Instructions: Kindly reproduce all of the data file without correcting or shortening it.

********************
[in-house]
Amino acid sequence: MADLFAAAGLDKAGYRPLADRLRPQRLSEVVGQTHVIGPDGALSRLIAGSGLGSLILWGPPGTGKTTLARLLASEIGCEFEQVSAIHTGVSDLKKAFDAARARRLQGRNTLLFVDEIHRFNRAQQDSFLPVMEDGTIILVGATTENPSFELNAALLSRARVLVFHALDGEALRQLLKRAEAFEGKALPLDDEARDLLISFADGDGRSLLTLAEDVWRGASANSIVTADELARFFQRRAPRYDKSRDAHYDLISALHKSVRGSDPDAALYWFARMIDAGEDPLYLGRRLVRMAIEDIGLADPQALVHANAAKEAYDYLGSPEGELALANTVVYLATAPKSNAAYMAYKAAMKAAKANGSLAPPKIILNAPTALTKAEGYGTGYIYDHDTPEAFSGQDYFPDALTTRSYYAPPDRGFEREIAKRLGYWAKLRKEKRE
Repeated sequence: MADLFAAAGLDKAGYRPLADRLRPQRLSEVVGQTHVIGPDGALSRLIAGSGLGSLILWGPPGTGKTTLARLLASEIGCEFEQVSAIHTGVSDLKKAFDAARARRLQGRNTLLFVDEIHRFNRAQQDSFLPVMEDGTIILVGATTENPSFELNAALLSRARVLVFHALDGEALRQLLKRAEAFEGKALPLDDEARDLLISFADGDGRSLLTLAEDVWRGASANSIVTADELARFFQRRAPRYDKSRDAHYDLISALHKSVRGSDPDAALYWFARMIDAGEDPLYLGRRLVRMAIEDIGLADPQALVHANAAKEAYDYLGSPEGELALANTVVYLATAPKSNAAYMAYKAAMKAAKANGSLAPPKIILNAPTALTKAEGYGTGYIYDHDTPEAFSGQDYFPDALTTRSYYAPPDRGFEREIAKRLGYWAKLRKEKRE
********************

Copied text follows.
[in-house]
Amino acid sequence: MADLFAAAGLDKAGYRPLADRLRPQRLSEVVGQTHVIGPDGALSRLIAGSGLGSLILWGPPGTGKTTLARLLASEIGCEFEQVSAIHTGVSDLKKAFDAARARRLQGRNTLLFVDEIHRFNRAQQDSFLPVMEDGTIILVGATTENPSFELNAALLSRARVLVFHALDGEALRQLLKRAEAFEGKALPLDDEARDLLISFADGDGRSLLTLAEDVWRGASANSIVTADELARFFQRRAPRYDKSRDAHYDLISALHKSVRGSDPDAALYWFARMIDAGEDPLYLGRRLVRMAIEDIGLADPQALVHANAAKEAYDYLGSPEGELALANTVVYLATAPKSNAAYMAYKAAMKAAKANGSLAPPKIILNAPTALTKAEGYGTGYIYDHDTPEAFSGQDYFPDALTTRSYYAPPDRGFEREIAKRLGYWAKLRKEKRE
Repeated sequence: MADLFAAAGLDKAGYRPLADRLRPQRLSEVVGQTHVIGPDGALSRLIAGSGLGSLILWGPPGTGKTTLARLLASEIGCEFEQVSAIHTGVSDLKKAFDAARARRLQGRNTLLFVDEIHRFNRAQQDSFLPVMEDGTIILVGATTENPSFELNAALLSRARVLVFHALDGEALRQLLKRAEAFEGKALPLDDEARDLLISFADGDGRSLLTLAEDVWRGASANSIVTADELARFFQRRAPRYDKSRDAHYDLISALHKSVRGSDPDAALYWFARMIDAGEDPLYLGRRLVRMAIEDIGLADPQALVHANAAKEAYDYLGSPEGELALANTVVYLATAPKSNAAYMAYKAAMKAAKANGSLAPPKIILNAPTALTKAEGYGTGYIYDHDTPEAFSGQDYFPDALTTRSYYAPPDRGFEREIAKRLGYWAKLRKEKRE